Nature’s Fynd, Hargol FoodTech, Flying Spark and Chepulines are early-stage companies, operating in the US, Israel and Argentina, respectively. These challenger brands are tapping into the new trend, attracting multimillion-dollar funding from world-class venture capital and equity firms. Founders, investors and high-rank executives explain.
Microbes from Yellowstone’s hot spring
Think about bread, beer, wine, vinegar, yoghurt, and cheese. All these products, as well as today’s trendy kefir and kombucha, are made with some sort of microbial fermentation, using either yeast, moulds or bacteria. A biological process, microbial fermentation aids the preservation of food and improves its nutritional and organoleptic qualities: the taste, sight, smell and texture.
US-based Nature’s Fynd is pioneering the production of sustainable protein via microbial fermentation with a technology developed in-house. The company, formerly operating as Sustainable Bioproducts, was founded in 2012 by Mark Kozubal, Matthew Strongin and Thomas Jonas. The trio and its team have focused R&D on producing the macronutrient using fermented microbes found in geothermal pools located in the Yellowstone National Park.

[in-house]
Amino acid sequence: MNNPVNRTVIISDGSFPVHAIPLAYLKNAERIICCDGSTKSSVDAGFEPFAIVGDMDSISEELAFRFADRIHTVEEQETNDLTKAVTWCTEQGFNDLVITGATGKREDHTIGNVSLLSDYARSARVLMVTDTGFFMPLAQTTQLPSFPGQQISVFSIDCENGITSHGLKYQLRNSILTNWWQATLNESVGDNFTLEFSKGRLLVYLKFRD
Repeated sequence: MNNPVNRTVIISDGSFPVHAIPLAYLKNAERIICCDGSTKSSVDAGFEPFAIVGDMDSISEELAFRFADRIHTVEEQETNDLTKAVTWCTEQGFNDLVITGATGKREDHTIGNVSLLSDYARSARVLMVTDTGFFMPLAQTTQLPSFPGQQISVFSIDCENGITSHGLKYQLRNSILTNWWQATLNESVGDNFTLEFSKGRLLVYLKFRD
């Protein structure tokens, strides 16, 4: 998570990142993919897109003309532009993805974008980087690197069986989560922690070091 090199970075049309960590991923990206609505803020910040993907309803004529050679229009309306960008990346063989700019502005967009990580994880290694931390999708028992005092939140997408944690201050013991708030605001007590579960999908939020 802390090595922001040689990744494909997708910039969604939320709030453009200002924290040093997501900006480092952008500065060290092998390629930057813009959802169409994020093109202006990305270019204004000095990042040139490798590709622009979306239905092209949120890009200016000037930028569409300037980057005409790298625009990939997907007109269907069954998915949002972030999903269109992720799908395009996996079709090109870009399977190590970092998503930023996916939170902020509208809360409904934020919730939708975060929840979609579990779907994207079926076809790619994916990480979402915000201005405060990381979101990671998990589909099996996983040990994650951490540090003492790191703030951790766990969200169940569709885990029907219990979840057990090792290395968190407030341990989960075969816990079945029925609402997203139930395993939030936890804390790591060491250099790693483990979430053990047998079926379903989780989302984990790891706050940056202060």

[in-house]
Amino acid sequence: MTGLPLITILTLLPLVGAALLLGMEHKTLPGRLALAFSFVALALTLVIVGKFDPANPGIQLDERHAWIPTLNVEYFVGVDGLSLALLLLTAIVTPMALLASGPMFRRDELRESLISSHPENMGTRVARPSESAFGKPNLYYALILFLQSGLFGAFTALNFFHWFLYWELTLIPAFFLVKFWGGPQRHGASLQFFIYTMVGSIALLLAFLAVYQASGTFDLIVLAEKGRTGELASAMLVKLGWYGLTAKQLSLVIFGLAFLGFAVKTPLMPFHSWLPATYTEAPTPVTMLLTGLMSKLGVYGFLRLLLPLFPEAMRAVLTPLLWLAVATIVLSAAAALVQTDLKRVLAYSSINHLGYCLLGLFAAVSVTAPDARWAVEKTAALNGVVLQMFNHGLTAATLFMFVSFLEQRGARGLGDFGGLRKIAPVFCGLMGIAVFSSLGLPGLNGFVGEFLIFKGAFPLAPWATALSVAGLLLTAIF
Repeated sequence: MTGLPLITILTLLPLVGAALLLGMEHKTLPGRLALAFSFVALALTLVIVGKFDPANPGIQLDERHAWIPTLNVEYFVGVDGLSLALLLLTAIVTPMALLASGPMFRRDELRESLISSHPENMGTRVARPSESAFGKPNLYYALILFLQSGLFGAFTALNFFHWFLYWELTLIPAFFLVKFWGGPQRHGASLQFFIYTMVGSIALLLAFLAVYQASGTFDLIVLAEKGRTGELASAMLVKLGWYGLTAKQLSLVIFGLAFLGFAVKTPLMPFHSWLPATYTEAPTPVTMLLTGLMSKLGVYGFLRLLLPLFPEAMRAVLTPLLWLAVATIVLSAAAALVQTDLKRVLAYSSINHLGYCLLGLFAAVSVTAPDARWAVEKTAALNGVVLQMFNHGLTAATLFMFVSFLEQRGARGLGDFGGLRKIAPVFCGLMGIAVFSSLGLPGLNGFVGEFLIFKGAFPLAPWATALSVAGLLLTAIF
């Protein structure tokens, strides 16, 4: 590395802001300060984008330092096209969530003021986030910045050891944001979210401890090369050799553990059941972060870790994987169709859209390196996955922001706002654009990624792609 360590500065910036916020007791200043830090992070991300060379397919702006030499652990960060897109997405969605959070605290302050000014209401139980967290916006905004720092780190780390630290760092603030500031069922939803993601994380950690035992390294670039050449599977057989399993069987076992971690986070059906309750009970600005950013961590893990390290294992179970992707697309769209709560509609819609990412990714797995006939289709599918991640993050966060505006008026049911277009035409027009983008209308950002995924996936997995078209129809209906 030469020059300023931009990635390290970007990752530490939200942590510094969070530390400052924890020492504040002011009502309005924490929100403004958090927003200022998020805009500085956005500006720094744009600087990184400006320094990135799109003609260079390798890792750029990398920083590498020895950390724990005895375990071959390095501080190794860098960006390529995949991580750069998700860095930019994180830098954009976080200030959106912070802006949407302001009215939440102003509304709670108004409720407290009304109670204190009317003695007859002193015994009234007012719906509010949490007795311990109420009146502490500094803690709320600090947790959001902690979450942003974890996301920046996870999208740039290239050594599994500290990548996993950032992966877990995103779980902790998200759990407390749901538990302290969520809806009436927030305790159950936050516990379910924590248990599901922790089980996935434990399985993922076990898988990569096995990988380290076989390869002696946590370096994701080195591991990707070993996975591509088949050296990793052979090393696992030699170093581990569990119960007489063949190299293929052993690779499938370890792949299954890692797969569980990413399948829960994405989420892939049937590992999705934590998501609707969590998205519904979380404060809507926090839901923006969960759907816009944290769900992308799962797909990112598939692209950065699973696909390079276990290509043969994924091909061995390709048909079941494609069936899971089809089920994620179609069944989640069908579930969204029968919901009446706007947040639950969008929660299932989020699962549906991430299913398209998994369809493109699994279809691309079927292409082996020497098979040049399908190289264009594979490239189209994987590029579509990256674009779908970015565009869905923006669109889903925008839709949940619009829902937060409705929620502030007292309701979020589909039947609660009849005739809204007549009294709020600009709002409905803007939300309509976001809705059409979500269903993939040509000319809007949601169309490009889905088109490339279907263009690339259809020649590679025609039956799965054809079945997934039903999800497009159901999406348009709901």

The microbe — trade-marked Fy (say fai) as short the fusarium strain found in Yellowstone — is the main ingredient of a soon-to-be-commercialised protein for meatless burgers, dairy substitutes and powder. Fy is produced by feeding sugar to the microbe on tray-based fermenting chambers.
Nuture’s Fynd closed an $80 million Series B funding round in March, totalling $113 million to date. Generation Investment co-led the round with Breakthrough Energy Ventures. Other participants included 1955 Capital, Mousse Partners, ADM Ventures (ADMV), the venture arm of Archer Daniels Midland, and Danone Manifesto Ventures of the French dairy giant.
Lila Preston, partner and co-head growth at Generation, tells me the firm got onboard due to key factors in play. “We believe Nature’s Fynd has found an efficient and tasty solution to help address the climate crisis in a way that can both nourish people and nurture the planet,” she says.